Carrillo loved getting to know the IJM staff. During times of corporate prayer, he would sometimes look around the room, take a breath, and think to himself, “I am sitting in the company of heroes – men and women who will never be known outside of IJM or the people they have rescued over the years. I don’t belong here, but there is no other place I would want to be.”

He is thrilled to once again be working with IJM, this time in Kenya, where he will be serving as the Executive Assistant the Field Office Director of IJM Kenya for the next 10-12 months.

“The fact that I have the opportunity to once again intern with these heroic men and women of the faith is absolutely humbling and exciting,” he said.

Carrillo with friend and fellow IJM intern Alex Harris

He is leaving the United States on September 22, 2012, and will remain in Nairobi as long as IJM needs him during the 10-12 month period. During his time off, he plans to travel around Kenya and East Africa, finding ways to volunteer his time and invest in the people of the region. He hopes to connect with local churches and ministries.

He is not quite sure what to expect during his time there. He has been counseled to “not expect specific things, but to expect great things.” To better prepare himself for what is to come, he has spent the summer working to downsize his material possessions in order to bring what is absolutely necessary. He has tried to spend as much time as possible with family and friends, since he will not see them for a year. And lastly, he is trying to spiritually prepare himself by reading the Bible, journaling, and spending lots of time in prayer.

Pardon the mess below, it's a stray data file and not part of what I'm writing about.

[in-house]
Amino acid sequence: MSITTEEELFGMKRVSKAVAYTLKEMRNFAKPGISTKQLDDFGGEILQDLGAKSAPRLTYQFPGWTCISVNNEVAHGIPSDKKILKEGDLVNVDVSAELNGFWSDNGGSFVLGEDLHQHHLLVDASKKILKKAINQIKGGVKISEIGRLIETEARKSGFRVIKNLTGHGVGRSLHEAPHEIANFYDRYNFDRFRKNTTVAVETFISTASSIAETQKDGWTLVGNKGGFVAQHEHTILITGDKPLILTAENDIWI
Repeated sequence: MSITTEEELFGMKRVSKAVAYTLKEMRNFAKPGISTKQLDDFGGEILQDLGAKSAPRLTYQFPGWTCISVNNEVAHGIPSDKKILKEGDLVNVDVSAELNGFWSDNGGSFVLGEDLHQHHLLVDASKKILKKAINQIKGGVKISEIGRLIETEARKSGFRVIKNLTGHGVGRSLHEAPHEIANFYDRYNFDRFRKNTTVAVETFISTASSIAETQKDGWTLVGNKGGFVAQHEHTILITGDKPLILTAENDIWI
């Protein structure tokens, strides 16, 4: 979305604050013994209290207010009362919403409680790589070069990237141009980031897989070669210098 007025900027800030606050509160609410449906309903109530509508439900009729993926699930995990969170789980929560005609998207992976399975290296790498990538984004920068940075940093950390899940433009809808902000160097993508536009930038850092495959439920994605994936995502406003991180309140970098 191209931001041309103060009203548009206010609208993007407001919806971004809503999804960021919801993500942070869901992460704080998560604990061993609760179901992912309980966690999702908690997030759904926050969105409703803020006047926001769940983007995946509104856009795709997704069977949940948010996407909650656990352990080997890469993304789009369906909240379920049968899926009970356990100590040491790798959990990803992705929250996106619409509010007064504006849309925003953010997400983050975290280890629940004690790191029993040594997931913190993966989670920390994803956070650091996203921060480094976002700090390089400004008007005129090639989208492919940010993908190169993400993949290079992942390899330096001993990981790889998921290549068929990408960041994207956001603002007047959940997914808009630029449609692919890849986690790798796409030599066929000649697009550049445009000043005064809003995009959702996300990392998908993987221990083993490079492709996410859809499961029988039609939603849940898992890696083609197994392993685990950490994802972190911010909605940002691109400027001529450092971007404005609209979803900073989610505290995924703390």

“I expect to see God faithfully work through his people to provide love, compassion, and justice to those who are oppressed, marginalized, and forgotten,” he said. “I expect for the work to be difficult. I expect to be challenged and sometimes frustrated. I expect to be pushed to what I perceive to be my emotional, mental, and physical limits. However, I also expect God to be faithful. I expect Him to heal and restore. I expect Him to comfort and to love. I know I will not be alone, and I know I will not return to the United States of America in a year as the same person I was when I left.”

Following his time in Kenya, Carrillo says he plans to move back to his hometown of Dallas, Texas, and work to promote justice in Texas and in America.

For his trip to Kenya, Carrillo needs to raise about $16,000 and is currently only halfway to his goal. To support him financially, visit http://www.ijm.org/getinvolved/internshipsupport to “Alan Carrillo” (selected from the list of current IJM interns). This is a tax-deductible donation, and can be scheduled as a monthly gift. If donations by check are preferred, contact Carrillo directly for further information at cacarrillo045@alumni.phc.edu.

To stay updated and receive prayer requests and praise reports from the field, network with Carrillo online:

* His blog, "The Extraordinary" – www.alancarrillo.com
* Facebook: www.facebook.com/calancarrillo
* Twitter: www.twitter.com/cacarrillo